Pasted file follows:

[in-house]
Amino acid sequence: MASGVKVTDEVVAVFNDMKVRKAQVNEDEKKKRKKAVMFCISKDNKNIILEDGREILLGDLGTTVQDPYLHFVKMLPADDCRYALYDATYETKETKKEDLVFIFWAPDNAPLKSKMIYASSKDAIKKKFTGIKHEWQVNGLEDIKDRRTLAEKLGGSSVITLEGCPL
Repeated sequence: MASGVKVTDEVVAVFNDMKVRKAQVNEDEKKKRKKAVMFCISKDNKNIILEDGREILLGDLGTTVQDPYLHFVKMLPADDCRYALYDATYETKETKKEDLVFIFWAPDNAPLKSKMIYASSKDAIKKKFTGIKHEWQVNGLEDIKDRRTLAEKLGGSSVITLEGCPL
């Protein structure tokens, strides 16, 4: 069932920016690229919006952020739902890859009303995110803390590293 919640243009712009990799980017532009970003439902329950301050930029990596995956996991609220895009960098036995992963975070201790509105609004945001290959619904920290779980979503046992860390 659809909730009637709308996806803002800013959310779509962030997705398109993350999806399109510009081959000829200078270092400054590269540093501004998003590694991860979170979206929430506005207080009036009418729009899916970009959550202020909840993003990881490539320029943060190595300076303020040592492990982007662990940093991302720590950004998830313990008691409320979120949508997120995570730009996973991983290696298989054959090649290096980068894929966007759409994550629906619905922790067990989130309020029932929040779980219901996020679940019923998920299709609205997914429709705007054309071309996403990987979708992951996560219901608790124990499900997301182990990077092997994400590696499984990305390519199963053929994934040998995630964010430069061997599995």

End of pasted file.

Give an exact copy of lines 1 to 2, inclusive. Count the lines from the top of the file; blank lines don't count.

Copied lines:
[in-house]
Amino acid sequence: MASGVKVTDEVVAVFNDMKVRKAQVNEDEKKKRKKAVMFCISKDNKNIILEDGREILLGDLGTTVQDPYLHFVKMLPADDCRYALYDATYETKETKKEDLVFIFWAPDNAPLKSKMIYASSKDAIKKKFTGIKHEWQVNGLEDIKDRRTLAEKLGGSSVITLEGCPL